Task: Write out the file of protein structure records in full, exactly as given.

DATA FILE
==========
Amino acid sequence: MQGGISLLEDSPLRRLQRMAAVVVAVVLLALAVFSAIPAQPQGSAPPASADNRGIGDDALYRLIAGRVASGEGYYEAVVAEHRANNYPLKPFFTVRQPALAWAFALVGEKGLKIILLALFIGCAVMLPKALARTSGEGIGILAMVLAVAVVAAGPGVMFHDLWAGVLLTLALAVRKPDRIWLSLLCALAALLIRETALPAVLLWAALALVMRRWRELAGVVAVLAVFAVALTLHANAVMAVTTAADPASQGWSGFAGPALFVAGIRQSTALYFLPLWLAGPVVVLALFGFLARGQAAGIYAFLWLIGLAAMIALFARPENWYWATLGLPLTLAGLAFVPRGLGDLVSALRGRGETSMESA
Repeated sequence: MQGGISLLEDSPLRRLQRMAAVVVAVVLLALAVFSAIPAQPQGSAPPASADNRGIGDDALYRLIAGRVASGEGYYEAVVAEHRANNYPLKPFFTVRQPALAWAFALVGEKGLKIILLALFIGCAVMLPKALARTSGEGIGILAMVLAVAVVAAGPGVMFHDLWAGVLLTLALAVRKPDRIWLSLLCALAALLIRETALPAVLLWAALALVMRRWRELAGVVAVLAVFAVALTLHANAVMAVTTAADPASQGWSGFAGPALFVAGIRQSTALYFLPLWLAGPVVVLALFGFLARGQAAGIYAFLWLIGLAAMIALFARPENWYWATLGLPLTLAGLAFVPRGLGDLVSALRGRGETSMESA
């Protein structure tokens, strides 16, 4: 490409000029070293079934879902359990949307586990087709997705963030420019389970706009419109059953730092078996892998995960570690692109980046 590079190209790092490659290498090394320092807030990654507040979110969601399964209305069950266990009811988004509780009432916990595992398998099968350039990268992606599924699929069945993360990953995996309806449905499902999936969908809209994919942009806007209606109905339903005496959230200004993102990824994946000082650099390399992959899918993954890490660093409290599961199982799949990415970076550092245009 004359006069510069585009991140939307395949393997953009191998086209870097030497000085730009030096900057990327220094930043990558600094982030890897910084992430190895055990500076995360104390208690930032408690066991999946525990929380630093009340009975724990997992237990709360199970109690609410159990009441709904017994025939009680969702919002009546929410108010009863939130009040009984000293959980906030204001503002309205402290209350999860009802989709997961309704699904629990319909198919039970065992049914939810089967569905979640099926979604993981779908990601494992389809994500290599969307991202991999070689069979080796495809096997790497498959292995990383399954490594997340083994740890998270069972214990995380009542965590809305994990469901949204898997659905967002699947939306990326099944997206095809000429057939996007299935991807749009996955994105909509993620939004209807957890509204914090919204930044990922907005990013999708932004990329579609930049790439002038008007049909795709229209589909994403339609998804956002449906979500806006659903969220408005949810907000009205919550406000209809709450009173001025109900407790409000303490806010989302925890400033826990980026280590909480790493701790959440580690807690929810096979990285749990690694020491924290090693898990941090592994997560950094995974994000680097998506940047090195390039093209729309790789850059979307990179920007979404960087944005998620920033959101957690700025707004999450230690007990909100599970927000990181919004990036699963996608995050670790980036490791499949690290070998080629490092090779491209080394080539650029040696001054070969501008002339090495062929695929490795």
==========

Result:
Amino acid sequence: MQGGISLLEDSPLRRLQRMAAVVVAVVLLALAVFSAIPAQPQGSAPPASADNRGIGDDALYRLIAGRVASGEGYYEAVVAEHRANNYPLKPFFTVRQPALAWAFALVGEKGLKIILLALFIGCAVMLPKALARTSGEGIGILAMVLAVAVVAAGPGVMFHDLWAGVLLTLALAVRKPDRIWLSLLCALAALLIRETALPAVLLWAALALVMRRWRELAGVVAVLAVFAVALTLHANAVMAVTTAADPASQGWSGFAGPALFVAGIRQSTALYFLPLWLAGPVVVLALFGFLARGQAAGIYAFLWLIGLAAMIALFARPENWYWATLGLPLTLAGLAFVPRGLGDLVSALRGRGETSMESA
Repeated sequence: MQGGISLLEDSPLRRLQRMAAVVVAVVLLALAVFSAIPAQPQGSAPPASADNRGIGDDALYRLIAGRVASGEGYYEAVVAEHRANNYPLKPFFTVRQPALAWAFALVGEKGLKIILLALFIGCAVMLPKALARTSGEGIGILAMVLAVAVVAAGPGVMFHDLWAGVLLTLALAVRKPDRIWLSLLCALAALLIRETALPAVLLWAALALVMRRWRELAGVVAVLAVFAVALTLHANAVMAVTTAADPASQGWSGFAGPALFVAGIRQSTALYFLPLWLAGPVVVLALFGFLARGQAAGIYAFLWLIGLAAMIALFARPENWYWATLGLPLTLAGLAFVPRGLGDLVSALRGRGETSMESA
């Protein structure tokens, strides 16, 4: 490409000029070293079934879902359990949307586990087709997705963030420019389970706009419109059953730092078996892998995960570690692109980046 590079190209790092490659290498090394320092807030990654507040979110969601399964209305069950266990009811988004509780009432916990595992398998099968350039990268992606599924699929069945993360990953995996309806449905499902999936969908809209994919942009806007209606109905339903005496959230200004993102990824994946000082650099390399992959899918993954890490660093409290599961199982799949990415970076550092245009 004359006069510069585009991140939307395949393997953009191998086209870097030497000085730009030096900057990327220094930043990558600094982030890897910084992430190895055990500076995360104390208690930032408690066991999946525990929380630093009340009975724990997992237990709360199970109690609410159990009441709904017994025939009680969702919002009546929410108010009863939130009040009984000293959980906030204001503002309205402290209350999860009802989709997961309704699904629990319909198919039970065992049914939810089967569905979640099926979604993981779908990601494992389809994500290599969307991202991999070689069979080796495809096997790497498959292995990383399954490594997340083994740890998270069972214990995380009542965590809305994990469901949204898997659905967002699947939306990326099944997206095809000429057939996007299935991807749009996955994105909509993620939004209807957890509204914090919204930044990922907005990013999708932004990329579609930049790439002038008007049909795709229209589909994403339609998804956002449906979500806006659903969220408005949810907000009205919550406000209809709450009173001025109900407790409000303490806010989302925890400033826990980026280590909480790493701790959440580690807690929810096979990285749990690694020491924290090693898990941090592994997560950094995974994000680097998506940047090195390039093209729309790789850059979307990179920007979404960087944005998620920033959101957690700025707004999450230690007990909100599970927000990181919004990036699963996608995050670790980036490791499949690290070998080629490092090779491209080394080539650029040696001054070969501008002339090495062929695929490795």